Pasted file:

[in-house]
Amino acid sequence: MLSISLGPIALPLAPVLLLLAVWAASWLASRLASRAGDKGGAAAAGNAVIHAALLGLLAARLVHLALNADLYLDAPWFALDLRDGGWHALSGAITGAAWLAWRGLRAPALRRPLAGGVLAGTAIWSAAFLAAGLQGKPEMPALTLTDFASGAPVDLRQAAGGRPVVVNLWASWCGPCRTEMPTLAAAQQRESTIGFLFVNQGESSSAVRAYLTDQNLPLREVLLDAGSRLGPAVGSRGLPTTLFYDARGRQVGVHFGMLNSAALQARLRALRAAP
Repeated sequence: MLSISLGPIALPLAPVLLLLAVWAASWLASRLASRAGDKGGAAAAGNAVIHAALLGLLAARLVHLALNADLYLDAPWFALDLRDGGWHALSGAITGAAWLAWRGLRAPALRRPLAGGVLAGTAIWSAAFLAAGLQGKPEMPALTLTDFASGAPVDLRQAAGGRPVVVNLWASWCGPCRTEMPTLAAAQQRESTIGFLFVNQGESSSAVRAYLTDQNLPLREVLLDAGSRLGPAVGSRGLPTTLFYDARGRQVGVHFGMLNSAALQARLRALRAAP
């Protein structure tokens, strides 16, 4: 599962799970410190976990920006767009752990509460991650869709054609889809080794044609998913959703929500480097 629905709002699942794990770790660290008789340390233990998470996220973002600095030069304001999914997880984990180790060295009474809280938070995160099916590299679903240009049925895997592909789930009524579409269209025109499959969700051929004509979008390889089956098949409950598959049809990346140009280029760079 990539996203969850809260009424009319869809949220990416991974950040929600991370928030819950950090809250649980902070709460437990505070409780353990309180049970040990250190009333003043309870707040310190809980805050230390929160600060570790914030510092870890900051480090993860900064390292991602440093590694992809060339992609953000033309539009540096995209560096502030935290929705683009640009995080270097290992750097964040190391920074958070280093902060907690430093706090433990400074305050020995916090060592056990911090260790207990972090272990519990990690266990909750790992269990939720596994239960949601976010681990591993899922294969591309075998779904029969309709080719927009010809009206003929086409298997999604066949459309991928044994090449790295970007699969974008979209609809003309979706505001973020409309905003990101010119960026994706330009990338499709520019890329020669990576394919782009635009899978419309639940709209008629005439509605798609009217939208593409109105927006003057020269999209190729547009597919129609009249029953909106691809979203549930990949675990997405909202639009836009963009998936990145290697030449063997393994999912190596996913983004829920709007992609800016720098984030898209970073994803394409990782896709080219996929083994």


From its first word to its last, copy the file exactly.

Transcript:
[in-house]
Amino acid sequence: MLSISLGPIALPLAPVLLLLAVWAASWLASRLASRAGDKGGAAAAGNAVIHAALLGLLAARLVHLALNADLYLDAPWFALDLRDGGWHALSGAITGAAWLAWRGLRAPALRRPLAGGVLAGTAIWSAAFLAAGLQGKPEMPALTLTDFASGAPVDLRQAAGGRPVVVNLWASWCGPCRTEMPTLAAAQQRESTIGFLFVNQGESSSAVRAYLTDQNLPLREVLLDAGSRLGPAVGSRGLPTTLFYDARGRQVGVHFGMLNSAALQARLRALRAAP
Repeated sequence: MLSISLGPIALPLAPVLLLLAVWAASWLASRLASRAGDKGGAAAAGNAVIHAALLGLLAARLVHLALNADLYLDAPWFALDLRDGGWHALSGAITGAAWLAWRGLRAPALRRPLAGGVLAGTAIWSAAFLAAGLQGKPEMPALTLTDFASGAPVDLRQAAGGRPVVVNLWASWCGPCRTEMPTLAAAQQRESTIGFLFVNQGESSSAVRAYLTDQNLPLREVLLDAGSRLGPAVGSRGLPTTLFYDARGRQVGVHFGMLNSAALQARLRALRAAP
């Protein structure tokens, strides 16, 4: 599962799970410190976990920006767009752990509460991650869709054609889809080794044609998913959703929500480097 629905709002699942794990770790660290008789340390233990998470996220973002600095030069304001999914997880984990180790060295009474809280938070995160099916590299679903240009049925895997592909789930009524579409269209025109499959969700051929004509979008390889089956098949409950598959049809990346140009280029760079 990539996203969850809260009424009319869809949220990416991974950040929600991370928030819950950090809250649980902070709460437990505070409780353990309180049970040990250190009333003043309870707040310190809980805050230390929160600060570790914030510092870890900051480090993860900064390292991602440093590694992809060339992609953000033309539009540096995209560096502030935290929705683009640009995080270097290992750097964040190391920074958070280093902060907690430093706090433990400074305050020995916090060592056990911090260790207990972090272990519990990690266990909750790992269990939720596994239960949601976010681990591993899922294969591309075998779904029969309709080719927009010809009206003929086409298997999604066949459309991928044994090449790295970007699969974008979209609809003309979706505001973020409309905003990101010119960026994706330009990338499709520019890329020669990576394919782009635009899978419309639940709209008629005439509605798609009217939208593409109105927006003057020269999209190729547009597919129609009249029953909106691809979203549930990949675990997405909202639009836009963009998936990145290697030449063997393994999912190596996913983004829920709007992609800016720098984030898209970073994803394409990782896709080219996929083994």